Beautiful beaches, stunning displays of nature, adventures & thrills of all kinds.
New Zealand has often been overlooked as a honeymoon destination in favor of Australia, but this beautiful island nation’s natural beauty (including both beaches and mountains), excellent wine region, and a plethora of sports, recreation, and sightseeing options are helping New Zealand to come into its own as a paradise for the newly married. The country is made up of two main islands – the North and the South – and is roughly the size of Great Britain, but with far fewer residents. Thus, New Zealand has a particularly uncrowded feeling, which is very popular with honeymooners.
What To Do:
New Zealand is often called the adventure capital of the world (after all, the Kiwis invented bungee jumping), and there’s no better way to get into the spirit than with a death-defying plunge from the top of Shotover Canyon, just outside of Queenstown. If that sounds too terrifying, you can soak in Shotover’s vistas a host of other ways. Hop a jet boat along Shotover River to zip between jutting rock walls in a passage barely wider than the boat itself. More serene is the skyline gondola, which slowly travels to the top of Bob’s Peak for expansive vistas of South Island’s sublime surroundings. Here are a couple of ideas for you & your love to do while honeymooning in New Zealand.
- Auckland – As the largest city in New Zealand, Auckland is famous for its busy harbor, where you can take a harbor cruise or scuba dive at Kelly Tarlton’s Antarctic Encounter and Underwater World to see sharks, stingrays, and other marine life. While here, visit the Auckland Museum, the historic volcanoes and Parnell Village, which is a shopping area made up of historical buildings converted into boutiques and specialty shops.
- Queenstown – Take in the Queenstown Winter Festival in late June, a 10-day extravaganza that includes snow sports, concerts, fireworks, and a Mardi Gras-style parade. Queensland also has a rich assortment of museums, galleries, and gardens.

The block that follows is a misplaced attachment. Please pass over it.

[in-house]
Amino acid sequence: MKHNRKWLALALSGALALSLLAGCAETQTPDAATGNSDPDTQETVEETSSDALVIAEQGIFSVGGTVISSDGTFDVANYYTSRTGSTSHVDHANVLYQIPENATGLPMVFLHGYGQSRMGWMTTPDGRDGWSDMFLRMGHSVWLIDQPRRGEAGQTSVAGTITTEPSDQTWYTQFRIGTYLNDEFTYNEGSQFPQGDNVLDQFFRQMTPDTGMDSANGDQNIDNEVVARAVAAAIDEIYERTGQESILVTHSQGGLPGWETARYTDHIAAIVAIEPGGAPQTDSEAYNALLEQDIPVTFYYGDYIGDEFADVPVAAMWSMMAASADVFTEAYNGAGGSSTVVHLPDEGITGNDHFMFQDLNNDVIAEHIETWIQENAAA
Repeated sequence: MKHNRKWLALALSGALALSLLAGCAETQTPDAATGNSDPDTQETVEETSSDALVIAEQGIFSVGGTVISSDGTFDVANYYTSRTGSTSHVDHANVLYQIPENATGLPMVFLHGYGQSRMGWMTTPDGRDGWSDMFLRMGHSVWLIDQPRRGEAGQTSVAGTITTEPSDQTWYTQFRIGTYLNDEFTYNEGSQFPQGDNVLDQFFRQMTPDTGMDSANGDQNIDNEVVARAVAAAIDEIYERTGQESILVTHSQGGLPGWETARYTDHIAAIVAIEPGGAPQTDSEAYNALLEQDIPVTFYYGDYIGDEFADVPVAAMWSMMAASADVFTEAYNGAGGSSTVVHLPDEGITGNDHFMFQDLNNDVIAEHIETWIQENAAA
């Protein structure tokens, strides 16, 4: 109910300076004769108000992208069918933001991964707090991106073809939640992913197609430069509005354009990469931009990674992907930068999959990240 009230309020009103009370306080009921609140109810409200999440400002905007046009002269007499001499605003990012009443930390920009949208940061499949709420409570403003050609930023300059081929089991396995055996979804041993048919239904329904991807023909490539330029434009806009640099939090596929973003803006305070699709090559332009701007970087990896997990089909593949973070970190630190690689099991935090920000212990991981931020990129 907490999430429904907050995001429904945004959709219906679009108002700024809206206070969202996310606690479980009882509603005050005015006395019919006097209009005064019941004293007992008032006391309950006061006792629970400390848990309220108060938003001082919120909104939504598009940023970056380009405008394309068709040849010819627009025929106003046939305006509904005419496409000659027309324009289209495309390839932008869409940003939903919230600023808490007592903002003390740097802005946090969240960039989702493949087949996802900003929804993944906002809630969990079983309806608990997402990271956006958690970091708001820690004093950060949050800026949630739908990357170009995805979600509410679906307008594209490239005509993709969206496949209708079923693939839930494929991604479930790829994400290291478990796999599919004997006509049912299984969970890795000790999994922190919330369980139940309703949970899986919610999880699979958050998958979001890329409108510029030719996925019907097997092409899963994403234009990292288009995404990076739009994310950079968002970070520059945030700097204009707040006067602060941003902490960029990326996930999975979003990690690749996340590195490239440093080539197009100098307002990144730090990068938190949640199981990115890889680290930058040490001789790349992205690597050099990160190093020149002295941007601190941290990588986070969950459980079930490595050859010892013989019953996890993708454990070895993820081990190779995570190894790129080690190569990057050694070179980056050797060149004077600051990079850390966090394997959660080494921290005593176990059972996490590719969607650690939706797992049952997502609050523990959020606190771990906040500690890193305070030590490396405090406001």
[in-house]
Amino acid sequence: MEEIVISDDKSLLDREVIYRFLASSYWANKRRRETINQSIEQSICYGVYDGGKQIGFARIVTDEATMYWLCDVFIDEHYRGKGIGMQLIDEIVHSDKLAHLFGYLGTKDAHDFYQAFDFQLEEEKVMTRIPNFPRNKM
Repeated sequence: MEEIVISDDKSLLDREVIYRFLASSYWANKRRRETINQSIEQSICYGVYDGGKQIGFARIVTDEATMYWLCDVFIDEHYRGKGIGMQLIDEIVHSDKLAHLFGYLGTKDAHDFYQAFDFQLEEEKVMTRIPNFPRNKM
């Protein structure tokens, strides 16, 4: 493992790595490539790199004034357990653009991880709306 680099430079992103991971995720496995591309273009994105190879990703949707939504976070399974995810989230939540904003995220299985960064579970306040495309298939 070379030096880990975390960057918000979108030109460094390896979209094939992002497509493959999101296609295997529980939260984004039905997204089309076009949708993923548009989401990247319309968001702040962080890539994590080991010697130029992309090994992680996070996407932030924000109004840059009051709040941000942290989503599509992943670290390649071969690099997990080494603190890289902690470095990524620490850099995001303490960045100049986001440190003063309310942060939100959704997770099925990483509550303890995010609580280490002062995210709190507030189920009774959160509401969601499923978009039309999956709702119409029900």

- Rent an RV – It may not seem overly romantic, but it will give you access to most parts of the country while providing basic accommodations. Keep your eyes open for the various i-SITE visitor information centers, which dispense brochures and advice, and will handle local bookings for you.
- North Island’s Bay of Islands – This stunning area has beautiful resorts with access to fishing, diving, whale watching, mountain biking, hiking, picnicking on a private island, and gourmet food and wine. Be sure to ask about honeymoon packages.
- Rail travel – Very popular in New Zealand, with scenic trips throughout much of the country. The route between Christchurch and Greymouth is said to be one of the top train journeys in the world. Of special interest are the historic boutique steam trains, which can be booked for up to two weeks. One popular route takes you from the top of the North Island to the bottom of the South Island, with frequent stops along the way for you to explore and sightsee.
- “Lord of the Rings” – If you’re a fan, be sure to make time for a guided tour of the movie set, and explore Middle Earth on foot, by car, by helicopter, or by mountain bike. (Some of the sights used for the movie are accessible to everyone; others require that you sign up for a tour to gain access.)
- Wine Tours & Tastings – Wine connoisseurs will find much to love in New Zealand, and both islands offer many choices for wine tours and tasting. Plan to visit the Marlborough Region, Queenstown or the Central Otago Region for an opportunity to enjoy both food and wine. You can set out on a tour on your own or take a guided tour, but don’t miss a chance to taste the country’s Pacific Rim cuisine and pair it with local vintages.
- Attention Daredevils -You will love the Shotover Canyon Swing above the Shotover Gorge near Queenstown. Sit in a swing and freefall nearly 200 feet off the cliff, then blast across the river. The Southern Alps are perfect for rock-climbing and mountaineering, and you can also heli-hike, ski, horseback ride or go caving on various parts of the islands. Water sports abound: jet boating, diving, kayaking, rafting, fishing, and seaplane safaris. Golf is also extremely popular, and some of the most dramatic courses include Carrington on the North Island, Kauri Cliffs and Gulf Harbour near Auckland, and the beautiful Jack’s Point course on Lake Wakatipu.
- National Parks– New Zealand has 14 national parks and preserves, including the marine reserves such as Poor Knights, which is a dive site of world renown. Also take time to investigate the heritage of New Zealand’s indigenous Maori people. The Maori weaving is especially beautiful, and can be seen at local galleries and shops. In February, visit the Matatini Maori Performing Arts Festival in Auckland, where there is a tribal marketplace.
Anaura Bay, Gisborne, New Zealand
When to Go: